HMRC threat of a County Court Judgement

If HMRC have progressed to this stage your situation is getting more serious as the debt has now been proven by law and you have still not paid the debt. You can still resolve the situation by paying in full and having the judgement removed and ‘set aside’, but this must be done within 30 days of the judgement being received. The further bad news is that the company credit rating will be adversely affected, also. Again, this is proof that the company is insolvent and can be now, legally, be wound up by a creditor, in this case, HMRC (Debt Management Department.)

HMRC threats of a Distraint Warrant

This kind of action can cause real disruption to the business as the ‘warrant’, or ‘possession order’ can be used to seize assets and stock, but be aware that HMRC do not need a warrant if they choose to use their Crown Field Officers. It is also worth noting that there are exceptions and they will not normally seize assets that will stop your business from trading, however, this has been known to happen so be on your guard. Exceptional items are described by HMRC as the “tools of your trade” so in other words HMRC does not want to stop you from working.

Typically, the time-frames at this stage are usually 5 working days and are given before assets will be seized. They may also send a Field Officer to assess your individual situation and they will usually give one more chance to pay the taxes owed. Typically the possession order will be a list of your company assets but they cannot take goods/assets on hire purchase or lease or where there is ‘retention of title’ so ownership is not your company’s. HMRC cannot take a car owned by you personally against a company debt for example but you will need to prove these facts so if you are under threat – keep relevant documents handy.

HMRC threats of Bailiff Action

Most people shudder at the thought of having a bailiff turn up at your premises for a tax debt. Apart from the embarrassment factor to management, staff and or customers alike the fear factor raises markedly. Assuming the tax debt is a company debt then your personal assets should not be taken in lieu of a company debt. You will be expected to prove who owns what so keep relevant documents to hand when threatened by HMRC. There is no hard and fast rule when dealing with HMRC tax debt bailiff action but in principle if you owe HMRC taxes they can take assets to the value of the debt owed. The problem is at auction what goods are taken for sale will fetch a fraction of what is actually owed.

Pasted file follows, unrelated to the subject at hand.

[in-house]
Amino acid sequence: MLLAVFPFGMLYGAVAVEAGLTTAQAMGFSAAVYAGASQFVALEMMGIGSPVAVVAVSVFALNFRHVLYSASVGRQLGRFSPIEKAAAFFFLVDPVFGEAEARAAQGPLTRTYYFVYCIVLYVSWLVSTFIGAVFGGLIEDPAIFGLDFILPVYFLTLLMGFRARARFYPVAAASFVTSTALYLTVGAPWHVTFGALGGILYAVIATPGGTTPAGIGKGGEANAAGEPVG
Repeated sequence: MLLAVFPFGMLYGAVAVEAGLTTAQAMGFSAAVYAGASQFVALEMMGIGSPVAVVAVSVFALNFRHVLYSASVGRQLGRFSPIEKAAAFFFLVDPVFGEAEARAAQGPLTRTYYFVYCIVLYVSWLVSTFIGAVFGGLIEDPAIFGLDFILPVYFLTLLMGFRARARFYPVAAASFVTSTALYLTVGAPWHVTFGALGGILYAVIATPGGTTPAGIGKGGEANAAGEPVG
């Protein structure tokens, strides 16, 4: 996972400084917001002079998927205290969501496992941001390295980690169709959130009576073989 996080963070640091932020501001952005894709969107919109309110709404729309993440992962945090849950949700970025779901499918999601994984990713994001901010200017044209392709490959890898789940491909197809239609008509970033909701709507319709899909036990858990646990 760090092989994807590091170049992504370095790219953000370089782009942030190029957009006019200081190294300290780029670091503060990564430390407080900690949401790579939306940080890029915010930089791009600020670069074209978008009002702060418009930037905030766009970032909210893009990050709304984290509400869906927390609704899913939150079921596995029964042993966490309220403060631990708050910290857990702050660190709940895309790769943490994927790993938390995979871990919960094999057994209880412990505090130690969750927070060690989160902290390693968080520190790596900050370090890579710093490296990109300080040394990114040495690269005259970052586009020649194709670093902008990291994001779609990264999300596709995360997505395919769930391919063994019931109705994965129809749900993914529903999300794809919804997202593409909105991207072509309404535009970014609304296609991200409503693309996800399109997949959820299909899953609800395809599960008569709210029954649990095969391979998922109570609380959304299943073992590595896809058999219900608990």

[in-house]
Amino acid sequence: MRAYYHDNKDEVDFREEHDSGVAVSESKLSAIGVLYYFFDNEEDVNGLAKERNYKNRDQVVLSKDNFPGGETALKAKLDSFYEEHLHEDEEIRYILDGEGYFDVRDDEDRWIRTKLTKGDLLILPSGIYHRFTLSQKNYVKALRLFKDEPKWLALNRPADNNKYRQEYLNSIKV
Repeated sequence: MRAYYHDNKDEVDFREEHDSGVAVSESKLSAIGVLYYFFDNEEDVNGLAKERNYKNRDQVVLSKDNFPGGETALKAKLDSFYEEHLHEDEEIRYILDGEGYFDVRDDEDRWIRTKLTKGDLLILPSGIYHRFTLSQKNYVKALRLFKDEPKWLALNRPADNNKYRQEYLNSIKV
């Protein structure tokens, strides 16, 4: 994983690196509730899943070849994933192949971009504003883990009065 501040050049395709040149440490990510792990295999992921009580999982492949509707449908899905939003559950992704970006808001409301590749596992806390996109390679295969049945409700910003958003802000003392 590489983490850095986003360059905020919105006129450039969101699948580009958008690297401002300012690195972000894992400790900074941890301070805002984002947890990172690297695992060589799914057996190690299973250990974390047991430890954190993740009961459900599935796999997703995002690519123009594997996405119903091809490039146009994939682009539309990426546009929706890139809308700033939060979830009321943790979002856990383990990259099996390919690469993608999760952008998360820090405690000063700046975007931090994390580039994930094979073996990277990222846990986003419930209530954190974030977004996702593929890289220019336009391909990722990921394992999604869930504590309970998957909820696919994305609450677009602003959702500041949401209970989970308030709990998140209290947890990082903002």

No bailiff from a county court or a sheriff from a high court can lay a hand on you or force entry without a court order. A bailiff or sheriff can however make ‘peaceful entry’ through an open window, or if you allow them access to use your toilet.

Your debt may be referred to a private debt collection agency and they can include either of the following agencies to pursue some debts on HMRC’s behalf:

  • Advantis Credit Ltd
  • Apex Credit Management Ltd
  • Bluestone Credit Management Ltd
  • Commercial Collection Services Ltd
  • Sigma Red (formerly known as Commercial Credit Services Group)
  • Credit Solutions Ltd
  • dlc
  • drydensfairfax solicitors
  • Equita Ltd
  • Fredrickson International Ltd
  • akinika Debt Recovery Ltd
  • Rossendales Ltd

Threat of a Winding Up Petition

By a long margin the threat of a winding up petition should be taken extremely seriously as there is no company threat greater than this. The winding up petition will mean the closure of your company by a compulsory liquidation. The compulsory liquidation is overseen by the official receiver who works for the insolvency service which is a government department. So, in a nutshell you are forced into compulsory liquidation by two very serious government departments. There is no greater threat to a company and possibly the director/s.

Once a winding up petition has been ‘served’ to your company you will have seven days before the ‘petition’ is advertised in the London, Belfast or Edinburgh gazette dependent on where the trading address is. The gazette is a government record of all insolvency actions in the UK and is available to and used widely by banks and credit rating agencies. Once your bank sees the petition against your company your bank account will be frozen and you cannot take money or out of it. Once the petition has been served you also cannot move or sell assets from the company so continuing to trade becomes a nightmare and normally ceases to trade. Assuming the directors wanted to continue to trade you can do so when threatened with a petition and in some cases after the petition has been issued but directors must seek professional insolvency advice immediately.

If you have received a winding up petition threat call 08000 746 757 to speak to someone who can help.

Written by: Mike Smith